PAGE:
Dictionary of National Biography, 1885-1900/Payne, William Henry Schofield
PAYNE, WILLIAM HENRY SCHOFIELD (1804–1878), actor and pantomimist, was born in the city of London in 1804, and was apprenticed to Isaac Cowen, a stockbroker; but in his eighteenth year he ran away, and joined a travelling theatrical company in the Warwickshire circuit. He rose to play small parts at the Theatre Royal, Birmingham. Returning to London, he studied under Grimaldi and Bologna at Sadler's Wells Theatre, and then obtained an engagement at an east-end theatre, and in the following year (1825) migrated to the Pavilion Theatre. Here he remained some years, playing small parts, which he raised into importance by the admirable expression of his pantomimic action. At Christmas he represented the clown, with Miss Rountree (afterwards his first wife) as columbine. On 26 Dec. 1831 he made his first appearance at Covent Garden Theatre in the pantomime ‘Hop o' my Thumb and his Brothers,’ by Charles Farley [q. v.], in which he played Madoc Mawr, the Welsh ogre, Miss Poole being Little Jack, and Priscilla Horton (afterwards Mrs. German Reed) the Genius of the Harp. The next year he was still more successful in the pantomime produced on 26 Dec. and called ‘Puss in Boots,’ in which his character was Tasnar, chief of the Long Heads and No Bodies.
During his long career Payne played many parts, ranging from pantomime to tragedy. He was harlequin to Joe Grimaldi's clown at Sadler's Wells in 1827; he was Dandy Lover to young Joe Grimaldi's clown, and made a capital clown himself. He acted in tragedy with Charles Young, Charles Kemble, James Wallack, and Edmund Kean, and on Kean's last appearance (Covent Garden, 25 March 1833), when playing Othello, and unable to finish the part through illness, it was Payne, then acting Ludovico, who carried him off the stage. He prominently figured in grand ballet with Pauline Leroux, Cerito, Carlotta Grisi, the Elsslers, and other dancers of note, and played in state before George IV, William IV, Victoria, Napoleon III, and the Empress Eugénie.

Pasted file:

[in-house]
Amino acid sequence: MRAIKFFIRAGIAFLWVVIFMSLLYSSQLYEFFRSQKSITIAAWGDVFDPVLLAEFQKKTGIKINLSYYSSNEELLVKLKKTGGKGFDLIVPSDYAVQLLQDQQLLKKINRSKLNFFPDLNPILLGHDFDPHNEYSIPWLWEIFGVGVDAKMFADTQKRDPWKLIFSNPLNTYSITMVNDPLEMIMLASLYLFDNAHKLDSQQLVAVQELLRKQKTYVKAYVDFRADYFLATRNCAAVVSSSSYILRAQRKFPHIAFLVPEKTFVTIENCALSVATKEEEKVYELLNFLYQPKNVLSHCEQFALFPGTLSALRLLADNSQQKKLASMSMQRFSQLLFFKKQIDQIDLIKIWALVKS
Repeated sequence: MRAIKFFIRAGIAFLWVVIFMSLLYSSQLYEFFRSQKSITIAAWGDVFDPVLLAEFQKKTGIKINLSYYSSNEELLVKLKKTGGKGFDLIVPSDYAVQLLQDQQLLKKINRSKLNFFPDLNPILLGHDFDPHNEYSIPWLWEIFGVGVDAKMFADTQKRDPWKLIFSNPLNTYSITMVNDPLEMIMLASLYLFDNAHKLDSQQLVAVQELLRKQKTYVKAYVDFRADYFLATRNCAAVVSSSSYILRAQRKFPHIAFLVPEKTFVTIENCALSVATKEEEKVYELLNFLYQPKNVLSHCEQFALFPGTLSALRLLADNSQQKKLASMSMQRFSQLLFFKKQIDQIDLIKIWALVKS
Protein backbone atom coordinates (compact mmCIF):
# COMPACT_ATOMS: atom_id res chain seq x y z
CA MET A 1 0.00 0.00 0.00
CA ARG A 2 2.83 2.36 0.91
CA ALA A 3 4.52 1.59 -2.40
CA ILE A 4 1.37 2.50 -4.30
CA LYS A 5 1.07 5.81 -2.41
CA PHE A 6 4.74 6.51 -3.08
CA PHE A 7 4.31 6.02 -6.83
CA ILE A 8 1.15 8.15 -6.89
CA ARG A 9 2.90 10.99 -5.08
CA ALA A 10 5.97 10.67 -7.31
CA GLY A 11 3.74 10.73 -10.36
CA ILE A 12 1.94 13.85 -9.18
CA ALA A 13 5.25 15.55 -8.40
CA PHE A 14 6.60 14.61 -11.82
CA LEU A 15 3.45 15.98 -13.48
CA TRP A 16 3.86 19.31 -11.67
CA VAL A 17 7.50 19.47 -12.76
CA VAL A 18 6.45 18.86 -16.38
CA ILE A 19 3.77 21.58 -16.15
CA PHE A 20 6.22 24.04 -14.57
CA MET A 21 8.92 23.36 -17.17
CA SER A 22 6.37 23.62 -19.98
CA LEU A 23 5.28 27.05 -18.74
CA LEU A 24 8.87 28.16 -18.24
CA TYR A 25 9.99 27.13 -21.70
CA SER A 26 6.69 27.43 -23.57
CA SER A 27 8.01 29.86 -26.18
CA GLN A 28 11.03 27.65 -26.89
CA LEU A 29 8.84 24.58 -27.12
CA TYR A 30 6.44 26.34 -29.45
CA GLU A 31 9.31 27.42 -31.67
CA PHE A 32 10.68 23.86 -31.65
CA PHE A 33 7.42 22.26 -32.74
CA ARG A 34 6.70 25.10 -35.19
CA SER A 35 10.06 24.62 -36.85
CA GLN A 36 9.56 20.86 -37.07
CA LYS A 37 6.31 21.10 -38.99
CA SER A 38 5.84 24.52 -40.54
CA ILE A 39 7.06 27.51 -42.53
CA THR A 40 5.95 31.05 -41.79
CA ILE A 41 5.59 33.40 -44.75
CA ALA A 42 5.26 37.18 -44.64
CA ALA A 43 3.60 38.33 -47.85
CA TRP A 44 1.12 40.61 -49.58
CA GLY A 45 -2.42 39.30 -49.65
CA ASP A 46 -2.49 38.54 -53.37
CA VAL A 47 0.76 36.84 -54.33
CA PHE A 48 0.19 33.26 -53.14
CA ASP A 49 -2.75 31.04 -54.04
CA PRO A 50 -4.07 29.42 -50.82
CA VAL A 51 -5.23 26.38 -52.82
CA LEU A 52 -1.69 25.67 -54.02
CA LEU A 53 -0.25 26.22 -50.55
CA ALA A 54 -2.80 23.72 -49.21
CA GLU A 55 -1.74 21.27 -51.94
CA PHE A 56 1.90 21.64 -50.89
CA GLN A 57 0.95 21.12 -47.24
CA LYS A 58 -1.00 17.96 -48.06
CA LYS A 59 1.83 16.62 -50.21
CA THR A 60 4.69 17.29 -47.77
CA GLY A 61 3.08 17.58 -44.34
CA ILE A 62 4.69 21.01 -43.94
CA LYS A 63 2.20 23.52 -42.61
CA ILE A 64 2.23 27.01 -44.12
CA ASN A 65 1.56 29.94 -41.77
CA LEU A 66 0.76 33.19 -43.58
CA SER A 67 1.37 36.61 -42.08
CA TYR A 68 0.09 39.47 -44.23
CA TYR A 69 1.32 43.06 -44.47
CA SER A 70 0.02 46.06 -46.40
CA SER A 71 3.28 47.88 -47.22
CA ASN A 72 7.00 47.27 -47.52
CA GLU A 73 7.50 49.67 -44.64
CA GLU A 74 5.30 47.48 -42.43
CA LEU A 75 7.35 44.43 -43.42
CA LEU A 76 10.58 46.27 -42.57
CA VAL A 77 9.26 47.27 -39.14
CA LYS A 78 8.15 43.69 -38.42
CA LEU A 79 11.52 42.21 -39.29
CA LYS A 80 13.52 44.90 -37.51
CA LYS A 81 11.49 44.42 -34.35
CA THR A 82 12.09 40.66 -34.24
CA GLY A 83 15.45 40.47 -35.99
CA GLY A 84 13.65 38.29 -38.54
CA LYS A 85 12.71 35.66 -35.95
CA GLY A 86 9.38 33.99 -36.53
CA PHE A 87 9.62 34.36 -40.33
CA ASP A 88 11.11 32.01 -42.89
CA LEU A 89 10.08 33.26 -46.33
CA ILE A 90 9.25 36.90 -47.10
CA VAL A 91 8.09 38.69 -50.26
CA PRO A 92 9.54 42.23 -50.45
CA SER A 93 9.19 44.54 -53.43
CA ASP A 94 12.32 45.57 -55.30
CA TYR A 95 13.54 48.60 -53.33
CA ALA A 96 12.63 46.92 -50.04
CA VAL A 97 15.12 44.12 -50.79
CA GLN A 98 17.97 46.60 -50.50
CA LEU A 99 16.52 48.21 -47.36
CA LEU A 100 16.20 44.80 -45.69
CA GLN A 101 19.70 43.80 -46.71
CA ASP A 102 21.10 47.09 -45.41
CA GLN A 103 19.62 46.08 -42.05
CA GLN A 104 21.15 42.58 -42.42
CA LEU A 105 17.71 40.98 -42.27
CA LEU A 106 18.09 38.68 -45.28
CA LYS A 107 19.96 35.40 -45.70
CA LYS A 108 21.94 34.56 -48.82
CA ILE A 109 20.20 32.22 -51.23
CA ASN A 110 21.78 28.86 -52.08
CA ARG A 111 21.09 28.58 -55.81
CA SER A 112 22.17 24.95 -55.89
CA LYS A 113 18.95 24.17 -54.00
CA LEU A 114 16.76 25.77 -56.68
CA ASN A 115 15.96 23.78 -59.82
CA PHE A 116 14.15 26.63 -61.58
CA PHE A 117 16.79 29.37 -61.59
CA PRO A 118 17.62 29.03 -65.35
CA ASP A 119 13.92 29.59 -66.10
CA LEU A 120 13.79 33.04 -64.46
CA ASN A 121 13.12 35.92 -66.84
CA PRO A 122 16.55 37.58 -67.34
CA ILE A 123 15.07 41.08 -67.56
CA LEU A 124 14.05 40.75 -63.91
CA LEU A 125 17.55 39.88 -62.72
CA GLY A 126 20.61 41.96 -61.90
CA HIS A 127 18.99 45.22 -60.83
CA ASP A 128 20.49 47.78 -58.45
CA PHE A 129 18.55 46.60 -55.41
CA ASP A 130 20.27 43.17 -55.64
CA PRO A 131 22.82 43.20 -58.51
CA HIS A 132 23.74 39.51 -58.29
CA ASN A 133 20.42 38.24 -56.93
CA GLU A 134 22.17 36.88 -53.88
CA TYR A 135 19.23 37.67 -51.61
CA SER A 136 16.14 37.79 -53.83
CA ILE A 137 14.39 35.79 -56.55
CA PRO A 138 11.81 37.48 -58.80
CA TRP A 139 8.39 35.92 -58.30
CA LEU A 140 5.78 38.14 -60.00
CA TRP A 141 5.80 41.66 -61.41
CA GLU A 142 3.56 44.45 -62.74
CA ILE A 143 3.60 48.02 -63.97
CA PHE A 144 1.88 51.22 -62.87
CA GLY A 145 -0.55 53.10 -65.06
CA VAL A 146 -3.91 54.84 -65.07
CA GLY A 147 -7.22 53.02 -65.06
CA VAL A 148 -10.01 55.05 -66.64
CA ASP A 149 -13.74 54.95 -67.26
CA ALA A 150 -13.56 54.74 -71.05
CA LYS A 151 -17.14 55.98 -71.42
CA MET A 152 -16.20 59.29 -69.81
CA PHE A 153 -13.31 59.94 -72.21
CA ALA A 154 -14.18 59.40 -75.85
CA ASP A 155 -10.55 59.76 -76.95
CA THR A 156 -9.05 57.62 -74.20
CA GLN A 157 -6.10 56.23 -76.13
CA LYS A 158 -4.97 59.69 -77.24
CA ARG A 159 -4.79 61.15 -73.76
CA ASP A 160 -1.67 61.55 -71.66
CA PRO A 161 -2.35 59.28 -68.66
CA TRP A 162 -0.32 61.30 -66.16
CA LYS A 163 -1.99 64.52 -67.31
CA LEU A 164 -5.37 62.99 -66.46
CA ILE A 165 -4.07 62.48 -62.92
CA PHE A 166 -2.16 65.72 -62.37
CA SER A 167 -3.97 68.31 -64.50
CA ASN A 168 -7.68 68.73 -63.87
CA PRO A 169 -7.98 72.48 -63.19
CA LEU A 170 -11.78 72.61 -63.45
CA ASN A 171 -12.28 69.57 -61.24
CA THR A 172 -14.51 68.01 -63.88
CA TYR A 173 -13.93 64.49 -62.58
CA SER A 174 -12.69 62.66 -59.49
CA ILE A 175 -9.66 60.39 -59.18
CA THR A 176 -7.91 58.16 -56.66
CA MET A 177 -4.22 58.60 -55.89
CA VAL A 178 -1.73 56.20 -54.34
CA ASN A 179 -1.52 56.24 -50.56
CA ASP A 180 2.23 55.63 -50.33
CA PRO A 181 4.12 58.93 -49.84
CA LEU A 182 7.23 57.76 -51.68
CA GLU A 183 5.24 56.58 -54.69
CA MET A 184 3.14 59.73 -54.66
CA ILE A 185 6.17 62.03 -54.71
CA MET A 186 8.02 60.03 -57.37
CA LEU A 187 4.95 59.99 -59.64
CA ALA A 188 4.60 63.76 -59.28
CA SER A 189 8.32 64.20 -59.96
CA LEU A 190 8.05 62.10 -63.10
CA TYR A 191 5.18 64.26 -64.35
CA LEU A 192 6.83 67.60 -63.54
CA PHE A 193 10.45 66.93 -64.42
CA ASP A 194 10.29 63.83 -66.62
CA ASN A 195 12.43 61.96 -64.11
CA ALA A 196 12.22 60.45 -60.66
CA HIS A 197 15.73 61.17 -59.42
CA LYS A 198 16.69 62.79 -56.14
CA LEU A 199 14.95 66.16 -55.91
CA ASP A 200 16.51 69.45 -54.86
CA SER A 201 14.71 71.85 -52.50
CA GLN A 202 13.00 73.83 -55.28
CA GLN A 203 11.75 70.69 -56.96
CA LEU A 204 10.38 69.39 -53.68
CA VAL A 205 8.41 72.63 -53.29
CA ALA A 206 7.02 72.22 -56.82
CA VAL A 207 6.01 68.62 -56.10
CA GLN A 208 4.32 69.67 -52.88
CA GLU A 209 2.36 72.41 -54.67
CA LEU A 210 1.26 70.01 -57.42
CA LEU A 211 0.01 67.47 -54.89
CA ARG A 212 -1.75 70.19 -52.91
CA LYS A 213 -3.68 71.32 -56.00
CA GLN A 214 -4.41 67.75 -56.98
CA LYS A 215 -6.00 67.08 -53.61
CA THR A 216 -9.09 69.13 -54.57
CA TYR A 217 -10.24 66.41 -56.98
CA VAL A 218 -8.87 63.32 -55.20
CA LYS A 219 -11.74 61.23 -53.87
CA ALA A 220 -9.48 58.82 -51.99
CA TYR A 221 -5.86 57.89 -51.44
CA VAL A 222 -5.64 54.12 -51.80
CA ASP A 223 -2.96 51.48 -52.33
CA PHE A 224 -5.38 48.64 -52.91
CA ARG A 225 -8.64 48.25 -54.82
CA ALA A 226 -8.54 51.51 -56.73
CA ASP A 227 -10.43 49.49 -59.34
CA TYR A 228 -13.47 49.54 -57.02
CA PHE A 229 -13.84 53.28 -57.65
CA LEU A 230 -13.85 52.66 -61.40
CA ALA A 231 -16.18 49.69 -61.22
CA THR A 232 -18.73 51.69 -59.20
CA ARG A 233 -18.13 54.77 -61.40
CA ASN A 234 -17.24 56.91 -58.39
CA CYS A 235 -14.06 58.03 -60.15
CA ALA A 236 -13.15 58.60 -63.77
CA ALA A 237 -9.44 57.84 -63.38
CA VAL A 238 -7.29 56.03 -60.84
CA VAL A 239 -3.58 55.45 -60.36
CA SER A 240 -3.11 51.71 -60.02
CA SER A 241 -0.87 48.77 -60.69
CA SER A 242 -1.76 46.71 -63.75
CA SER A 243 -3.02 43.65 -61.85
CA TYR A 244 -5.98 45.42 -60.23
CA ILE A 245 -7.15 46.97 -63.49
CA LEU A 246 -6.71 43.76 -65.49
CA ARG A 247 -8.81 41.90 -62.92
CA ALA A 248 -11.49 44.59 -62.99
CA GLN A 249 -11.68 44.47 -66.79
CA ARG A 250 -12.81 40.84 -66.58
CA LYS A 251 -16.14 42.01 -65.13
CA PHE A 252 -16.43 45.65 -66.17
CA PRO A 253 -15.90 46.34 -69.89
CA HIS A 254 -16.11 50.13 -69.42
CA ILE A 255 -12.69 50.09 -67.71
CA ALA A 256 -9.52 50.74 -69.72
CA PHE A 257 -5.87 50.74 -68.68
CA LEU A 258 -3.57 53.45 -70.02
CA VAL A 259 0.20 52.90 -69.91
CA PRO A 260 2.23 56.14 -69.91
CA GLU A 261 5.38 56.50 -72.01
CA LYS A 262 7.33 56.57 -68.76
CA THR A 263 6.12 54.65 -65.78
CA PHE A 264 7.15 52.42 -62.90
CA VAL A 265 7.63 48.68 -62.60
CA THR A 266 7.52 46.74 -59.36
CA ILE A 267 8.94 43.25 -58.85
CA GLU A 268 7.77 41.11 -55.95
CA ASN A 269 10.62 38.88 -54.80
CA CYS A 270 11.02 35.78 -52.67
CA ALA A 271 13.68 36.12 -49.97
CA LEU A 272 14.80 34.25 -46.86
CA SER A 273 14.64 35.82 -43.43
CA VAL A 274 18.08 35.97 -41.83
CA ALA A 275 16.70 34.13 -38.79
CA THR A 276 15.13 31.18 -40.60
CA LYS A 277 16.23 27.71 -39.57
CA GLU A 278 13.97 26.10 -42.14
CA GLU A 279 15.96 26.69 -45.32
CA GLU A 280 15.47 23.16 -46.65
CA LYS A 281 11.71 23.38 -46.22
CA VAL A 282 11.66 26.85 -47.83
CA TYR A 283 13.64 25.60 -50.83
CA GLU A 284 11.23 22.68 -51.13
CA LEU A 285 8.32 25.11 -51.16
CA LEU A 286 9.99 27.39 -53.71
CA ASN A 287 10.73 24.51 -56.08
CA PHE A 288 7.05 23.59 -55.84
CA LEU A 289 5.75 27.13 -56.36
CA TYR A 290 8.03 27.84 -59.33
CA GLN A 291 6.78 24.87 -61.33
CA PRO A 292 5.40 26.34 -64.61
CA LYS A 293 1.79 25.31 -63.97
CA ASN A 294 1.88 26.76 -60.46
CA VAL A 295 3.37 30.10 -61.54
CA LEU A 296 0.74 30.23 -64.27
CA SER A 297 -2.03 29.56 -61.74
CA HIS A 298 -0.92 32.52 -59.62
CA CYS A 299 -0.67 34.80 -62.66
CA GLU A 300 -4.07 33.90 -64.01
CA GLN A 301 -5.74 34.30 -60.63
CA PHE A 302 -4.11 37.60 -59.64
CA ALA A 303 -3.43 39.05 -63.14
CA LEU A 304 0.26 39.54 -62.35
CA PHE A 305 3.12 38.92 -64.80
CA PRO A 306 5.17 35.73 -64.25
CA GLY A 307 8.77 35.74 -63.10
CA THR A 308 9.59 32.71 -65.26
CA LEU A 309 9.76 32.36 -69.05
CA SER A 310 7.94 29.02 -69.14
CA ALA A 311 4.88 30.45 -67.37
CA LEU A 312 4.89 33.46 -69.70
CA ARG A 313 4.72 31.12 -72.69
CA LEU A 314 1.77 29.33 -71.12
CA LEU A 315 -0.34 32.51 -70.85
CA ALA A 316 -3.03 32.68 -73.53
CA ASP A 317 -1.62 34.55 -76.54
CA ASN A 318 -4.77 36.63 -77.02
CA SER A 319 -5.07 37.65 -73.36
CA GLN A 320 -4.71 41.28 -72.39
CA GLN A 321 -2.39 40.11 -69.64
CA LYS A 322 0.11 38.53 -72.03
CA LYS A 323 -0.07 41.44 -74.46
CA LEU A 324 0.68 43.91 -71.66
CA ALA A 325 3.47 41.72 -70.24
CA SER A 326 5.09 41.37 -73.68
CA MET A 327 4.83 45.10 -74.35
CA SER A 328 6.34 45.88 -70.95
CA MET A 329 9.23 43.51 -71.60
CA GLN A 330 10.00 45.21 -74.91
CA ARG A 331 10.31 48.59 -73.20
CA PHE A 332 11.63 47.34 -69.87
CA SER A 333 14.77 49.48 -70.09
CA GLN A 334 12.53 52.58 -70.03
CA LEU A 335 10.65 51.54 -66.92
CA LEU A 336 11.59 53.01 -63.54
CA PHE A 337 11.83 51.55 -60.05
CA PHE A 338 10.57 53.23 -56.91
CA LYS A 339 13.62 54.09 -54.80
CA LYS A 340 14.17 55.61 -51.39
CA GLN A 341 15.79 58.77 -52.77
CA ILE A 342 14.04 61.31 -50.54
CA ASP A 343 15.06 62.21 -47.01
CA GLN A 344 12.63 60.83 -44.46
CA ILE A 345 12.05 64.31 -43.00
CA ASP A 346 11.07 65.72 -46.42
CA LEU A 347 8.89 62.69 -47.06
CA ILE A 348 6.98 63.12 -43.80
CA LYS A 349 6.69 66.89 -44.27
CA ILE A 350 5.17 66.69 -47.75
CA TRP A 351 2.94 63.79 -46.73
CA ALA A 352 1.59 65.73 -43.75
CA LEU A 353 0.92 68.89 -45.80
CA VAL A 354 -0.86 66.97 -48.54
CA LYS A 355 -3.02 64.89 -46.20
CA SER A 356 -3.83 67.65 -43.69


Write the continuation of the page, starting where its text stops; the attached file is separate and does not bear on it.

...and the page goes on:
In 1841 he was still at Covent Garden, and filled the rôle of Guy, earl of Warwick, in the pantomime produced at Christmas. On 31 March 1847 he opened at Vauxhall Gardens in a ballet with his wife and his sister, Miss Annie Payne. In 1848 he was engaged by John Knowles for the Theatre Royal, Manchester, and here he remained seven years, increasing the annual run of the pantomime from its usual twenty-four nights to one hundred, and making ‘Robinson Crusoe’ so attractive that it was represented 125 nights consecutively. On leaving Manchester he appeared with his sons at Sadler's Wells in the pantomime of the ‘Forty Thieves’ at Christmas 1854. Latterly the Payne family were regularly engaged for Covent Garden, where they became the chief actors and pantomimists in the openings, as well as the contrivers and performers of the harlequinades. They were also frequently seen at the Standard Theatre, the Crystal Palace, and other places. Through the whole of his career Payne's private virtues commanded the respect of the profession. He died at Calstock House, Dover, on 18 Dec. 1878. A writer in the ‘Spectator’ said: ‘The last true mime has departed in the person of W. H. Payne.’
By his first wife Payne had four children: (1) Harriet Farrell, who married Aynsley Cook, and, with her husband, took leading rôles in operatic performances; (2) Annie, a dancer and actress, who married William Turner; (3) Harry (1833–1895), pantomimist and clown at Drury Lane; (4) Frederick, born January 1841, who came from Manchester to London with his father in 1854, and made his first appearance in a juvenile part in the pantomime of the ‘Forty Thieves’ at Sadler's Wells. When the Payne family became regularly engaged for the Covent Garden pantomimes, he acquired distinction as the harlequin and as a graceful and grotesque dancer. His ‘hat dance’ in the pantomime of ‘Cinderella’ in 1865 was singularly quaint and clever. In 1877, while engaged in the pantomime at the Alexandra Palace, his mind became affected, and from this affliction he never thoroughly recovered, and he died at 3 Alexandra Road, Finsbury Park, London, on 27 Feb. 1880, aged only thirty-nine (Era, 29 Feb. 1880, p. 6).
[Era, 22 Dec. 1878, p. 12; Spectator, 28 Dec. 1878, pp. 1633–4; Stirling's Old Drury Lane, 1881, ii. 204–5; Dramatic Peerage, 1891, pp. 185–6; Blanchard's Life, 1891, i. 57, 127, 214, 303, 318, ii. 444.]